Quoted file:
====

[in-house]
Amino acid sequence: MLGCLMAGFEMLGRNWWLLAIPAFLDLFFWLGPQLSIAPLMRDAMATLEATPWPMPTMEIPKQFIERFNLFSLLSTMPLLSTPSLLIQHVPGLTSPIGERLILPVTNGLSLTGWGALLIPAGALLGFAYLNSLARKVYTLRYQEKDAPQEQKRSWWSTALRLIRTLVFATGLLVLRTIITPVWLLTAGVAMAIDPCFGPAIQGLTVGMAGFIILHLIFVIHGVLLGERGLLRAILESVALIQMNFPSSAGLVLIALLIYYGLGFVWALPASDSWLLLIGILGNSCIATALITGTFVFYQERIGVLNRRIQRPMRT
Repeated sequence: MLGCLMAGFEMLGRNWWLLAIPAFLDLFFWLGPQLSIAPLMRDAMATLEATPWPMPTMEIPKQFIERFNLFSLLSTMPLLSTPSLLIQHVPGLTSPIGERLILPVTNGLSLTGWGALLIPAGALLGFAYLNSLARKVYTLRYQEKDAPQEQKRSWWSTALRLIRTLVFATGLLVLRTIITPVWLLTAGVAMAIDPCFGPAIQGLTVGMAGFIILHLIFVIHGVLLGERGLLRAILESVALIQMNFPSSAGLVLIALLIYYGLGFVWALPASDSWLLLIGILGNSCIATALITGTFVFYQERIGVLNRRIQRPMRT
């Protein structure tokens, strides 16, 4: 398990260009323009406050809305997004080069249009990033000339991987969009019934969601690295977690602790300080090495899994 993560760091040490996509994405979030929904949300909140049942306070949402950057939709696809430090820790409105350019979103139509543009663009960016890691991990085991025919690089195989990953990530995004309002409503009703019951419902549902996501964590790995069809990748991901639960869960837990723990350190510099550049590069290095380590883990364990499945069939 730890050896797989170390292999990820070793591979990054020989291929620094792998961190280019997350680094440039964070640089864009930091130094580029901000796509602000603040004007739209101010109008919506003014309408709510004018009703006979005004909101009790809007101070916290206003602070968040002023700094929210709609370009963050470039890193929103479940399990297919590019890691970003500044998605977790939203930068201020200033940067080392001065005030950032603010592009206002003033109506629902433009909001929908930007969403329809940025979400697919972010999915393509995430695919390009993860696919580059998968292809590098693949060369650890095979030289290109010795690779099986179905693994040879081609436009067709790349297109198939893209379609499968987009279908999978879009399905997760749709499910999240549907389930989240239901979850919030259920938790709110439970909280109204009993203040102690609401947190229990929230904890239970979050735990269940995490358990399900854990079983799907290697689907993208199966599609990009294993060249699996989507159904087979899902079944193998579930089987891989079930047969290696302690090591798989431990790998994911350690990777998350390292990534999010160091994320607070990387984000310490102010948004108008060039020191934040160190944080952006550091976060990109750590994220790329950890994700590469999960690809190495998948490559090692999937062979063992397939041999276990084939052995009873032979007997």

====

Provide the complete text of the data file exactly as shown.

[in-house]
Amino acid sequence: MLGCLMAGFEMLGRNWWLLAIPAFLDLFFWLGPQLSIAPLMRDAMATLEATPWPMPTMEIPKQFIERFNLFSLLSTMPLLSTPSLLIQHVPGLTSPIGERLILPVTNGLSLTGWGALLIPAGALLGFAYLNSLARKVYTLRYQEKDAPQEQKRSWWSTALRLIRTLVFATGLLVLRTIITPVWLLTAGVAMAIDPCFGPAIQGLTVGMAGFIILHLIFVIHGVLLGERGLLRAILESVALIQMNFPSSAGLVLIALLIYYGLGFVWALPASDSWLLLIGILGNSCIATALITGTFVFYQERIGVLNRRIQRPMRT
Repeated sequence: MLGCLMAGFEMLGRNWWLLAIPAFLDLFFWLGPQLSIAPLMRDAMATLEATPWPMPTMEIPKQFIERFNLFSLLSTMPLLSTPSLLIQHVPGLTSPIGERLILPVTNGLSLTGWGALLIPAGALLGFAYLNSLARKVYTLRYQEKDAPQEQKRSWWSTALRLIRTLVFATGLLVLRTIITPVWLLTAGVAMAIDPCFGPAIQGLTVGMAGFIILHLIFVIHGVLLGERGLLRAILESVALIQMNFPSSAGLVLIALLIYYGLGFVWALPASDSWLLLIGILGNSCIATALITGTFVFYQERIGVLNRRIQRPMRT
């Protein structure tokens, strides 16, 4: 398990260009323009406050809305997004080069249009990033000339991987969009019934969601690295977690602790300080090495899994 993560760091040490996509994405979030929904949300909140049942306070949402950057939709696809430090820790409105350019979103139509543009663009960016890691991990085991025919690089195989990953990530995004309002409503009703019951419902549902996501964590790995069809990748991901639960869960837990723990350190510099550049590069290095380590883990364990499945069939 730890050896797989170390292999990820070793591979990054020989291929620094792998961190280019997350680094440039964070640089864009930091130094580029901000796509602000603040004007739209101010109008919506003014309408709510004018009703006979005004909101009790809007101070916290206003602070968040002023700094929210709609370009963050470039890193929103479940399990297919590019890691970003500044998605977790939203930068201020200033940067080392001065005030950032603010592009206002003033109506629902433009909001929908930007969403329809940025979400697919972010999915393509995430695919390009993860696919580059998968292809590098693949060369650890095979030289290109010795690779099986179905693994040879081609436009067709790349297109198939893209379609499968987009279908999978879009399905997760749709499910999240549907389930989240239901979850919030259920938790709110439970909280109204009993203040102690609401947190229990929230904890239970979050735990269940995490358990399900854990079983799907290697689907993208199966599609990009294993060249699996989507159904087979899902079944193998579930089987891989079930047969290696302690090591798989431990790998994911350690990777998350390292990534999010160091994320607070990387984000310490102010948004108008060039020191934040160190944080952006550091976060990109750590994220790329950890994700590469999960690809190495998948490559090692999937062979063992397939041999276990084939052995009873032979007997």